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No tax hike anticipated for Portage Borough in tenative 2019 budget Vol. 114 No. 48
By Ron Portash
of Mainline Newspapers
Portage Borough Council’s budget discussions began at its Nov. 19 meeting. Borough manager Bob Koban said there is no anticipation of any tax hike for this coming year. The borough millage is currently at 17 mills and is not expected to be changed for 2019. The mill rate is the amount of tax payable per dollar of assessed value of a property. One mill is equal to $1 in prop-
erty tax, which is levied on every $1,000 of a property’s taxable value. Property is taxed by more than one agency, and although the Portage Borough tax rate is 17 mills, Portage Area School District assessed property at an additional 48.5 mills. To determine the amount of tax money needed to be calculated, the borough takes its anticipated budget and subtracts known revenue sources such as income from services and state funding. This deficit is what is
Thursday, November 29, 2018
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needed to be raised through property taxes. This amount is divided by the value of all the property in the borough. The result is multiplied by 1,000, and the answer represents the tax mill rate. Portage Borough estimates that the 17 mill property tax rate will bring in approximately $253,000. In addition, another $350,000 is brought in by income tax assessment. The total anticipated revenue for the borough is $881,414 SEE BUDGET, PAGE 4A
Braving the cold
Laiken Miller (left) and Natalie Croyle brave the cold and wind Nov. 21 to watch the Christmas tree lighting at the Berwind-Wayside Park in St. Michael. Photo by Ron Portash.
Don Bailey retires as FH football coach By Sean Wechtenhiser for Mainline Newspapers
After 45 years on the sideline, over 350 victories, and 10 district titles, Don Bailey submitted his resignation for retirement as head football coach to the Forest Hills School Board. The board accepted his resignation, effective at the end of the 2018 football season, at their Nov. 8 meeting. Bailey’s last game came on the following night, a 21-16 loss to Bald Eagle Area in the District 6AAA title game. Bailey had a career record of 375-120-8 over his 45 year career, a stellar .746 winning percentage. The Rangers won 10 district titles (1985, 1991, 1992, 1993, 1994, 2002, 2005, 2009, 2010 and 2017) with Bailey at the helm. He led the 1994 team to the Class AA state championship game, losing to Mount SEE COACH, PAGE 3A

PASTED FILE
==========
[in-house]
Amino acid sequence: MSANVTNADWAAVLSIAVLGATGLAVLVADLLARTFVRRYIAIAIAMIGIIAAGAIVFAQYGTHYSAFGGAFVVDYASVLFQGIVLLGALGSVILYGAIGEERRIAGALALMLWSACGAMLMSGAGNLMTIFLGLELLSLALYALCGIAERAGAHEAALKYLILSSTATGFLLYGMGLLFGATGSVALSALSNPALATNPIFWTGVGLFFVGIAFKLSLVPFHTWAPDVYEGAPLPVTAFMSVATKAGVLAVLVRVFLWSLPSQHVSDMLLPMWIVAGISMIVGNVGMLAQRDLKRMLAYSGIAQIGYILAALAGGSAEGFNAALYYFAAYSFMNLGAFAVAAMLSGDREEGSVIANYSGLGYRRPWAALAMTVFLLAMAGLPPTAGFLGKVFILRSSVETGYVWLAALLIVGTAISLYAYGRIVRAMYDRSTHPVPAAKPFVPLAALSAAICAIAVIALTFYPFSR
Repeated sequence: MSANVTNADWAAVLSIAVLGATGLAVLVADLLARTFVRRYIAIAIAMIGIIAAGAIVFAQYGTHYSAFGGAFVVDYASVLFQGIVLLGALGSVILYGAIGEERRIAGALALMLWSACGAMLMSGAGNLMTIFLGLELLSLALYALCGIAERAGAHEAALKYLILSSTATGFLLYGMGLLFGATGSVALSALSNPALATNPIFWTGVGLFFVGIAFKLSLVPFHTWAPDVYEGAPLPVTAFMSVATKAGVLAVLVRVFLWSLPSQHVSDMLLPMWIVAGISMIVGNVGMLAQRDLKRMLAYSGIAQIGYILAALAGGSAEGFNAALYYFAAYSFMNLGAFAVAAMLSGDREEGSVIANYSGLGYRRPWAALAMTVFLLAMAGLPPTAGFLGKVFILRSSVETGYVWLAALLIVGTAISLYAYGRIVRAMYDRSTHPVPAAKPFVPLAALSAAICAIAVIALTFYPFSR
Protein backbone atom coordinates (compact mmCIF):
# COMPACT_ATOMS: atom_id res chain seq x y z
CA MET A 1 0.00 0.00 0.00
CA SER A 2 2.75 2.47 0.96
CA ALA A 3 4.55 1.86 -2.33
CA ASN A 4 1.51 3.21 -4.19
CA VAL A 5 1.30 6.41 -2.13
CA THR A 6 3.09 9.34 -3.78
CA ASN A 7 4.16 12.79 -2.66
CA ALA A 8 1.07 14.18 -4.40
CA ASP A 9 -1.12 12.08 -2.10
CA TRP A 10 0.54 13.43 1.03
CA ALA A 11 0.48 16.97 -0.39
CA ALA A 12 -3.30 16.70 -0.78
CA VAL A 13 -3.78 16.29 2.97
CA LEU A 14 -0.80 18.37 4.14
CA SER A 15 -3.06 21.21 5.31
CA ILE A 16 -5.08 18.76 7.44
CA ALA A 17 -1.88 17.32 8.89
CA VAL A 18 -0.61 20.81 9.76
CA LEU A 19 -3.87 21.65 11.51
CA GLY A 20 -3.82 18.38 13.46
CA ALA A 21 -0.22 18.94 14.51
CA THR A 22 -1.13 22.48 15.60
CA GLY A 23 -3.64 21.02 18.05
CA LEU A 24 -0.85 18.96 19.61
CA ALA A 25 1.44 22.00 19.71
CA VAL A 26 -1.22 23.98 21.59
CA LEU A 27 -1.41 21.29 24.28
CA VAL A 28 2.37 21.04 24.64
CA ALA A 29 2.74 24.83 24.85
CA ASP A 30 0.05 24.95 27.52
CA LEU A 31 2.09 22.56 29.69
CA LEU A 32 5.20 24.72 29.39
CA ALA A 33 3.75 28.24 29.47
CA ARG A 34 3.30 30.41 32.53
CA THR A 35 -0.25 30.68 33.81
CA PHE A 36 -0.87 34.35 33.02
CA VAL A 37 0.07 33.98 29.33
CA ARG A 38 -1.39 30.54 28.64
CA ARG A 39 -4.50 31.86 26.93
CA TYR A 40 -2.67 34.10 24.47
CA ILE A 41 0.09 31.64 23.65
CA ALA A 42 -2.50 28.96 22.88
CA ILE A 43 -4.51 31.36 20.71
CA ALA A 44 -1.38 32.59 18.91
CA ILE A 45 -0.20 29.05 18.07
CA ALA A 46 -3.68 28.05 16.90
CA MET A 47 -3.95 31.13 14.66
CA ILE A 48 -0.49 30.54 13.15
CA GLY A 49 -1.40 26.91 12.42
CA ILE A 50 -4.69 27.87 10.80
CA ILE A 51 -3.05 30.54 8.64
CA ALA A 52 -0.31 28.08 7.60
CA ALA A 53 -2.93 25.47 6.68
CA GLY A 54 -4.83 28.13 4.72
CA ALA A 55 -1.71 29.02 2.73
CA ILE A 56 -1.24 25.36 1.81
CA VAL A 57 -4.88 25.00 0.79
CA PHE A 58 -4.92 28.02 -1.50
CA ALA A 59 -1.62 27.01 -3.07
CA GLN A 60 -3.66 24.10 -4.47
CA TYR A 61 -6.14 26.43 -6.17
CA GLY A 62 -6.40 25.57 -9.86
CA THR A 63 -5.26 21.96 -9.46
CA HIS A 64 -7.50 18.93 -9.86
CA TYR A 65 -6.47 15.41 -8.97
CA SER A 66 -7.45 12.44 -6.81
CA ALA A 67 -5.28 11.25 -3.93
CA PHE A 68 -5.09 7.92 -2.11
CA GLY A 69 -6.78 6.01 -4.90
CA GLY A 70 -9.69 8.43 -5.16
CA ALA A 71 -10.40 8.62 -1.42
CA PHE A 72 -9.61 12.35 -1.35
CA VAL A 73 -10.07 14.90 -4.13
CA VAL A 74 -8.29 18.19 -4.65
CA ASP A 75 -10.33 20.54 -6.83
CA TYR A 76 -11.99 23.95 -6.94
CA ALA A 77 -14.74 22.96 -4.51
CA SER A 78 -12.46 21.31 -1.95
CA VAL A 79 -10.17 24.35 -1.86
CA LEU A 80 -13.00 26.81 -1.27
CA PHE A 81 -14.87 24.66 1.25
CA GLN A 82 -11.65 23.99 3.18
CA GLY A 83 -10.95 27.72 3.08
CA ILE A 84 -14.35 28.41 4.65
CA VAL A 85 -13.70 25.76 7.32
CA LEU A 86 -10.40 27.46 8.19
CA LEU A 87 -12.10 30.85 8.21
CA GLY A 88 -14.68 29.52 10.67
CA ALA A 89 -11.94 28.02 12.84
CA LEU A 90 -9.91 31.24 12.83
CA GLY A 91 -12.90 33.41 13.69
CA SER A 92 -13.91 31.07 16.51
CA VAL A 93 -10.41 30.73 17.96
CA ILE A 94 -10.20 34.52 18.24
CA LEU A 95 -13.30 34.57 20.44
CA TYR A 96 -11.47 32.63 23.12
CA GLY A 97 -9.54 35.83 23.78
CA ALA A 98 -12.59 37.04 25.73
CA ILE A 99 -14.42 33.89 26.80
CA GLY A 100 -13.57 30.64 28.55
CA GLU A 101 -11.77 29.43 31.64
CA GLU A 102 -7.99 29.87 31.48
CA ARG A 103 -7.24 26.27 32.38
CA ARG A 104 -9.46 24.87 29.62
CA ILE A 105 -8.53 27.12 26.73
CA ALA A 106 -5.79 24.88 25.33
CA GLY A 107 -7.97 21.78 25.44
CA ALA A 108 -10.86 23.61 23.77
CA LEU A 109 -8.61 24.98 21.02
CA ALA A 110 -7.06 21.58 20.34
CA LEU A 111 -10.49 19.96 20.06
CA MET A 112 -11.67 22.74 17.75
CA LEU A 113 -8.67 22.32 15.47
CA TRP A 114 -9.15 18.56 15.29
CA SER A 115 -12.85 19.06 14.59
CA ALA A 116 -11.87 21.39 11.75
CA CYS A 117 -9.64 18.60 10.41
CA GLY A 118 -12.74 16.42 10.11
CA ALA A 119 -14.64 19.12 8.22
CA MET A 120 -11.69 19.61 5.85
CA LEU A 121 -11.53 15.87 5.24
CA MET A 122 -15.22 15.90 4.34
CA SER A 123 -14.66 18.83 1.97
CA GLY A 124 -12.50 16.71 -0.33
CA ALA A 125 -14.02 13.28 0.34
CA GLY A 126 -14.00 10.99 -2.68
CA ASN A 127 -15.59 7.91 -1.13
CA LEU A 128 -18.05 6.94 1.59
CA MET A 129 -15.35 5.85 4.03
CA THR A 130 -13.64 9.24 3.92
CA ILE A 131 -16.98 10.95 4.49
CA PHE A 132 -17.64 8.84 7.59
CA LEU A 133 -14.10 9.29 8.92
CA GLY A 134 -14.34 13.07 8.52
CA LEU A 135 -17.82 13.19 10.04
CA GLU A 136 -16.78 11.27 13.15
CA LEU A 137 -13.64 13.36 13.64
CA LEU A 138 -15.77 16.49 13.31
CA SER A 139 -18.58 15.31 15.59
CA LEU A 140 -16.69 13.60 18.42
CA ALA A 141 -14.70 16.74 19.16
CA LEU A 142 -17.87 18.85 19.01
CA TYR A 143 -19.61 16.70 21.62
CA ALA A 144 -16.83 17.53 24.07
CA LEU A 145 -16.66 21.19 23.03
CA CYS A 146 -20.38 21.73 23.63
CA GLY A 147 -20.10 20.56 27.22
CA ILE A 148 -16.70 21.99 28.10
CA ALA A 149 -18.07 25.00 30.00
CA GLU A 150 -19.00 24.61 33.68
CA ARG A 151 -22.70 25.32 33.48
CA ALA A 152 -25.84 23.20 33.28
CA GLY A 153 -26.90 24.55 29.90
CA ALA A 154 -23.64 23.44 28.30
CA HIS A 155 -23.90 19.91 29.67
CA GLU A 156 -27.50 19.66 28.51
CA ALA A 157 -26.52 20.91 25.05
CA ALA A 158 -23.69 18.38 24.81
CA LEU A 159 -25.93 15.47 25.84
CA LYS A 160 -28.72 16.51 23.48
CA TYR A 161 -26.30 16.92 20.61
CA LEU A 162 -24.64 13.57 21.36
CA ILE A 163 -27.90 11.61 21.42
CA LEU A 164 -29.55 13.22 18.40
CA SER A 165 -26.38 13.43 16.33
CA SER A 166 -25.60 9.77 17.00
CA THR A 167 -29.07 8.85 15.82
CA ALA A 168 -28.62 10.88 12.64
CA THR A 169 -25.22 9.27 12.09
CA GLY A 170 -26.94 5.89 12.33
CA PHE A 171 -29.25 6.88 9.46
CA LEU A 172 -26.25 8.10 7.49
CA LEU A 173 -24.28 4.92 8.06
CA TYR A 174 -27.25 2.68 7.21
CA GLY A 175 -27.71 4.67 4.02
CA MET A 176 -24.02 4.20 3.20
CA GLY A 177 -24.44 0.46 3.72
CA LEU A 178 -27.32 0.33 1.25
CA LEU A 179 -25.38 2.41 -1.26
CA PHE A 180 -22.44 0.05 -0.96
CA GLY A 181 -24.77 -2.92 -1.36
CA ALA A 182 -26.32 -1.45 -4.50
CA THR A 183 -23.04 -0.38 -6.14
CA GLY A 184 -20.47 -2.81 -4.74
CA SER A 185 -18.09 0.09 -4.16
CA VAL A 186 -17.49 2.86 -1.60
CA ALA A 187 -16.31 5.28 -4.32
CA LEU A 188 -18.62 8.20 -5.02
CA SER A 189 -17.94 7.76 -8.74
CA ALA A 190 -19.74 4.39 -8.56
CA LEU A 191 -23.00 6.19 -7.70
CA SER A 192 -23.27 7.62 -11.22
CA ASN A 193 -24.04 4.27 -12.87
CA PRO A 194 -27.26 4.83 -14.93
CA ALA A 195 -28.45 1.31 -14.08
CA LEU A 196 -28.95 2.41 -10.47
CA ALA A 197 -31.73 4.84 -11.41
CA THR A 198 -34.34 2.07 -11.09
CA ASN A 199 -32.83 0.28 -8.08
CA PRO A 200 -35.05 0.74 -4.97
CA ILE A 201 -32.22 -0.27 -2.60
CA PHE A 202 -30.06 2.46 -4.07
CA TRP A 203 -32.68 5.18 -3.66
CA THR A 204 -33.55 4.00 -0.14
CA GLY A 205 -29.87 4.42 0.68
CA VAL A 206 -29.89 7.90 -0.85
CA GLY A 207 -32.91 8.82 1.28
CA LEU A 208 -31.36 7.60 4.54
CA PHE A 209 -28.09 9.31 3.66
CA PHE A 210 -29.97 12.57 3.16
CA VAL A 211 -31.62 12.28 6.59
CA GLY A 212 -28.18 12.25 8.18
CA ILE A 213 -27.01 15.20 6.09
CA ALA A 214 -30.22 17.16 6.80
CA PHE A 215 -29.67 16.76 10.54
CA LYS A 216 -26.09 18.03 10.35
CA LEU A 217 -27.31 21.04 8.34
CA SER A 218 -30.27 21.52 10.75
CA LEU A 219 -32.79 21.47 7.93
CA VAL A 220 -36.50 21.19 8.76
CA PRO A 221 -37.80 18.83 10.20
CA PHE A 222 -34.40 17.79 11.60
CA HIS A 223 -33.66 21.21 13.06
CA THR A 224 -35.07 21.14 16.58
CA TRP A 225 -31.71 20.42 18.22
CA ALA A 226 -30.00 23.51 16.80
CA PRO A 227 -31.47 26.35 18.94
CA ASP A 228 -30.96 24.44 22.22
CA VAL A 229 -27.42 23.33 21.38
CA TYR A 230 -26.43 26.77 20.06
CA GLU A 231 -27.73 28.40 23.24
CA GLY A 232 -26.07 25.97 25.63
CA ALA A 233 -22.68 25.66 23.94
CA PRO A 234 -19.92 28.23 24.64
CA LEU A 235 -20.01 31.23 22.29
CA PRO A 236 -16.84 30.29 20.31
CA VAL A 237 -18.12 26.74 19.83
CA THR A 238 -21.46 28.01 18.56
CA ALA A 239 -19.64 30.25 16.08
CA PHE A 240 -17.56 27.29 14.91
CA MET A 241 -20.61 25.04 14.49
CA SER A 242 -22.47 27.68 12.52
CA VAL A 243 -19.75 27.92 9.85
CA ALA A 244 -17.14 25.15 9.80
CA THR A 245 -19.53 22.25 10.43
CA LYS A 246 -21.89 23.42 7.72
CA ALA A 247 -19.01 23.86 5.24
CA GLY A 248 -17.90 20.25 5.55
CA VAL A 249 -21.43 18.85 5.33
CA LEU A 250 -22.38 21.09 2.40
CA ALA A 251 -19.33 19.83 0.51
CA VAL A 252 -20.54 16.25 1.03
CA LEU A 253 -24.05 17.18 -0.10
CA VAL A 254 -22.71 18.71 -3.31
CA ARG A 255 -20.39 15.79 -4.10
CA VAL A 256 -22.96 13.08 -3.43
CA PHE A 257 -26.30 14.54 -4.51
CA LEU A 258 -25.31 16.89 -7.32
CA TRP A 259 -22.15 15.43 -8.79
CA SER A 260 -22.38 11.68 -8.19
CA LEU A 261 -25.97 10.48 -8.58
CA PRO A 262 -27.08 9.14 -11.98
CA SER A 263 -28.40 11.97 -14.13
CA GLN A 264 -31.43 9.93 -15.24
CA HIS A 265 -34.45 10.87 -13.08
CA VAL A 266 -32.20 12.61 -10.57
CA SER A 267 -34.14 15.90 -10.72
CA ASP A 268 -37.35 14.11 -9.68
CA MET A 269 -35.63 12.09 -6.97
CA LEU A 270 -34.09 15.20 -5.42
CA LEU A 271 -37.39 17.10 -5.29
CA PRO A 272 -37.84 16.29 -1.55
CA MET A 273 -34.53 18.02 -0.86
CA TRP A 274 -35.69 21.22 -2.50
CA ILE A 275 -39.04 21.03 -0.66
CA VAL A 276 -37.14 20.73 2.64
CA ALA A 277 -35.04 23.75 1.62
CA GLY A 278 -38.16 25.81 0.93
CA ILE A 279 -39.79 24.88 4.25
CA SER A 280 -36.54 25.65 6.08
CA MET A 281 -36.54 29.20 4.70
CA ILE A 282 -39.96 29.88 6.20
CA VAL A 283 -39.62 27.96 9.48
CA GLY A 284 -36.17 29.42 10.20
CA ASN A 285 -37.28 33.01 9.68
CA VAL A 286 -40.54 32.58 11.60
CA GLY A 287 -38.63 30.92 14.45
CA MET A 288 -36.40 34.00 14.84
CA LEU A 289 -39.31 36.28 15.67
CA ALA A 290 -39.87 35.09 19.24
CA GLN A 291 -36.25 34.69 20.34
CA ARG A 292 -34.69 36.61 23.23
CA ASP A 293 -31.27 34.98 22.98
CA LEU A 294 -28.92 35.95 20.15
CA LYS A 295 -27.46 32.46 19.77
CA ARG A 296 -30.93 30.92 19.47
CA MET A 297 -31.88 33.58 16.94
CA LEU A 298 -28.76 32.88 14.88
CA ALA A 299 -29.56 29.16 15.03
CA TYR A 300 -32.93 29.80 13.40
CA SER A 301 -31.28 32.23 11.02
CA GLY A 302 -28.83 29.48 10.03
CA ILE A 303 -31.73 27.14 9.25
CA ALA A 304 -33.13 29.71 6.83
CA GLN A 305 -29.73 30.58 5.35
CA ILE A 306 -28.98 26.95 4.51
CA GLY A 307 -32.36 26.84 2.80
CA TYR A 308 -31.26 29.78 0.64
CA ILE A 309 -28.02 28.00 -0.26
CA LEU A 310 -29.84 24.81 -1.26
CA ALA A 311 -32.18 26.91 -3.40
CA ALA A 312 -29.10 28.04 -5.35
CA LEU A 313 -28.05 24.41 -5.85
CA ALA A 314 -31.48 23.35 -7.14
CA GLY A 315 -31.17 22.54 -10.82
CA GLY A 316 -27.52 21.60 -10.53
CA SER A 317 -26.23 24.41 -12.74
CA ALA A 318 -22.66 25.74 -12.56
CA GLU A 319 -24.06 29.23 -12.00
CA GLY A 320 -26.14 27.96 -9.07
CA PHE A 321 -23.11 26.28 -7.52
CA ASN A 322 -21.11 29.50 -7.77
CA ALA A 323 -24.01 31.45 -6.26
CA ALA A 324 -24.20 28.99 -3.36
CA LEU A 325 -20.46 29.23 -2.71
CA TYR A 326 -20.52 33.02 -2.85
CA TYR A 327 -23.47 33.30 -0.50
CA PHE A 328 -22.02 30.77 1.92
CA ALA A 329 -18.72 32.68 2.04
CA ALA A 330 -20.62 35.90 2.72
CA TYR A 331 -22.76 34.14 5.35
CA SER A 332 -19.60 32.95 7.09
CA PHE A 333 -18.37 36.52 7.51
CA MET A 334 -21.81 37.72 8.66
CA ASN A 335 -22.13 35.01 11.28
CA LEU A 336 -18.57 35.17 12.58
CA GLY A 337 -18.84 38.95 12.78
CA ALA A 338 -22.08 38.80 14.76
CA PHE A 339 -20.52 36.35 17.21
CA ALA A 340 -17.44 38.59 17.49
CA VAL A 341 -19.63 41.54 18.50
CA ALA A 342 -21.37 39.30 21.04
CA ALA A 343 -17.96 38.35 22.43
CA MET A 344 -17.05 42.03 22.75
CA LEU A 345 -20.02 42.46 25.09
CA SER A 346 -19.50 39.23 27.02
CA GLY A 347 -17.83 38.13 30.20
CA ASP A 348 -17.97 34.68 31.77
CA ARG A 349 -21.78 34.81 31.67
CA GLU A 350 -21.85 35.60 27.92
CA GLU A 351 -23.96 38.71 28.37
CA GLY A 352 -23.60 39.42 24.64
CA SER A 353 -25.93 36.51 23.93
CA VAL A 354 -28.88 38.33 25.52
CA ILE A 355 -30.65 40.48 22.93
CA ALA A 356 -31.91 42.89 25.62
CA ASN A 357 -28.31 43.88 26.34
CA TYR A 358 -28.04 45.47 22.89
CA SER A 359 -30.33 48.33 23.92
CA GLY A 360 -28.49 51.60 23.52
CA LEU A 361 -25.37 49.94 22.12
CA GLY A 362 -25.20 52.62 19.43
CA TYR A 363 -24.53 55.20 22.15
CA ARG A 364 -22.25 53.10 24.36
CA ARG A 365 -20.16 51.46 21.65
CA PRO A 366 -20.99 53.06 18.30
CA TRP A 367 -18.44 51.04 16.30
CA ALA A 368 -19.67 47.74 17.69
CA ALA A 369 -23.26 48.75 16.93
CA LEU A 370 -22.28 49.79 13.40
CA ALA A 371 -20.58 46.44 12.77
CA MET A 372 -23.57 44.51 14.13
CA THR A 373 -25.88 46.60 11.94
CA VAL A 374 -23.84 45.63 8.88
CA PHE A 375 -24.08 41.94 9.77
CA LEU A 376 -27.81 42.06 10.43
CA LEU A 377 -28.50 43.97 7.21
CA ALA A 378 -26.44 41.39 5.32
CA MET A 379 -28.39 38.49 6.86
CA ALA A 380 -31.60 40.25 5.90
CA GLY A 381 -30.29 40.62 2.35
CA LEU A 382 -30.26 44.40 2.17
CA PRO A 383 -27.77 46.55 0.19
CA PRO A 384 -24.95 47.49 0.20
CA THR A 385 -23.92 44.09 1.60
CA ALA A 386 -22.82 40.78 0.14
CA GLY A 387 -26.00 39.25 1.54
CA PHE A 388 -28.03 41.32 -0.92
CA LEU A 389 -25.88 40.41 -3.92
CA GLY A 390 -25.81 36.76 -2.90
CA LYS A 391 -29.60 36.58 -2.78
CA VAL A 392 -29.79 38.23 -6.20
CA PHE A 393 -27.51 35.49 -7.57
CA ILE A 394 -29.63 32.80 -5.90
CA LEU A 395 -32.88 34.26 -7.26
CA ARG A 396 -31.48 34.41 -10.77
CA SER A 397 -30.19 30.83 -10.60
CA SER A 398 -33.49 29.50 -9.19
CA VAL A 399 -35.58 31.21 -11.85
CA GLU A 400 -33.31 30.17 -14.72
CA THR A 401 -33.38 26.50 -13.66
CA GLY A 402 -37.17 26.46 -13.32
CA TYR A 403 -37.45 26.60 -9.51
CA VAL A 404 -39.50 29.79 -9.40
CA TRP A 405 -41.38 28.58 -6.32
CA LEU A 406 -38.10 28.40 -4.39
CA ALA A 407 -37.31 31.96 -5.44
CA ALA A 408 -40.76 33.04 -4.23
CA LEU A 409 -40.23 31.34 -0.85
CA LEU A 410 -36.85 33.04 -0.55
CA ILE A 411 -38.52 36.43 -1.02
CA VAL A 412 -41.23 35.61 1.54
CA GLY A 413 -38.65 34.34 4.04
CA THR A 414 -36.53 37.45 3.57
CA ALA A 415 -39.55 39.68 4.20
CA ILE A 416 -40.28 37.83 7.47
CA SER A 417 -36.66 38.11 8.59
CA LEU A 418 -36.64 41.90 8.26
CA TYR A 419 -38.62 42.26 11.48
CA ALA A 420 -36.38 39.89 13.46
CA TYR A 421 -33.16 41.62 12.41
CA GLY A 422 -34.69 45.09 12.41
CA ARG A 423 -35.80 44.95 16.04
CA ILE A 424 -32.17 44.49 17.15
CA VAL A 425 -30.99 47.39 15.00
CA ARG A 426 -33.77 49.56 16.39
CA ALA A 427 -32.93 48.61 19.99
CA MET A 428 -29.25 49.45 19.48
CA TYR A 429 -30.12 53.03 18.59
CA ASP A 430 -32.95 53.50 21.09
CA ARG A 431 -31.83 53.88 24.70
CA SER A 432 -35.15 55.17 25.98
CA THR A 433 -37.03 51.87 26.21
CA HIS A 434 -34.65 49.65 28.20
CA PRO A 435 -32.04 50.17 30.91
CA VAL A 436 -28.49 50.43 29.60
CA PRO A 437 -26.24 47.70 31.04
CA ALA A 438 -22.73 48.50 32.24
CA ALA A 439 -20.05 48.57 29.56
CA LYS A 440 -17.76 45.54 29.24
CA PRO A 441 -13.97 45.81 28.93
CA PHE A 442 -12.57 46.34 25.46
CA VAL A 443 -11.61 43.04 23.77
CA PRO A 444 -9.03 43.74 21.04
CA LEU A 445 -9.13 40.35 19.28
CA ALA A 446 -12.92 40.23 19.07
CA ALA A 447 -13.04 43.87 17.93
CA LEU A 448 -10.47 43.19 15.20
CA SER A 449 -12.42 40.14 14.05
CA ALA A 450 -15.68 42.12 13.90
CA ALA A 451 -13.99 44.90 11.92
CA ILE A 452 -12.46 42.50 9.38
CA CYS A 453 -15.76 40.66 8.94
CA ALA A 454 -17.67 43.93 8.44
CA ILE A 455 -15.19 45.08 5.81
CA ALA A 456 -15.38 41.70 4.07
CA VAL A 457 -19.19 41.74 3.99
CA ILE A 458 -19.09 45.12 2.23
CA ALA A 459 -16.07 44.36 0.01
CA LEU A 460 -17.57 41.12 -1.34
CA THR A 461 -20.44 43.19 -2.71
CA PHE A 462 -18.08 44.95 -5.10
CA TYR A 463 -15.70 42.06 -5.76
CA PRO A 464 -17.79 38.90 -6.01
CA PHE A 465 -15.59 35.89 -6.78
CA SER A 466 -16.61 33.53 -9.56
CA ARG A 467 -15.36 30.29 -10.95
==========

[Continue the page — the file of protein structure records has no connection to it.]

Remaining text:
Olivia Richardson (left) Sierra Plummer and Briellee, Jennifer and Joseph Raptosh (front) excitedly wait for the arrival of Santa Claus at Berwind-Wayside Park Nov. 21. Photo by Ron Portash.
Portage sewage rates to increase
By Ron Portash
of Mainline Newspapers
The Portage Area Sewer Authority discussed the 2019 budget at their meeting held Nov. 20. A motion was passed to raise sewer rates by 1 percent. This would raise the minimum sewer bill from $29.90 to $30.20. The authority members said that the small rate raise was necessary to keep up with the increasing costs of material and labor. The authority has several capital improvements on the draw-
ing board for the future. In order to save on costs, work on these projects, which include some line upgrades in the Portage Borough's Second Ward, will be done by authority employees and not bid out to contractors. This will save a significant amount of money in labor costs. Most projects bid out to contractors require government agencies, such as the sewer authority, to pay the contractor the prevailing wage when the project costs are over $25,000. These prevailing wage amounts are set by the Pa. Department of Labor and Industry. Class 1 laborers have the cheapest hourly rate on the list of $23.49 per hour, plus a fringe rate of $18.19, totaling $41.68 per hour. This is required to be paid by the government agency, even if that is not the wage
scale of the contractor. The prevailing wage adds significant amounts to any large project bid out by a governmental agency. The anticipated revenue for the 2019 budget is $1,333,625. Expenditures are listed as $1,262,375. The remaining $71,250 will be directed into the capital improvement fund to cover future work projects. These capital improvement projects are on the board in order to be proactive against growing enforcement from the Pa. Department of Environmental Protection (DEP). By keeping ahead of ever increasing enforcement, the authority hopes to avoid undergoing forced improvements, mandatory work and penalties from environmental regulations, which would cost the taxpayers more than what a 1 percent raise covers.
Vern (left), Joseph and Jennifer Blazosky try to stay warm while awaiting the arrival of Santa Claus Nov. 21 at Berwind-Wayside Park in St. Michael. Photo by Ron Portash.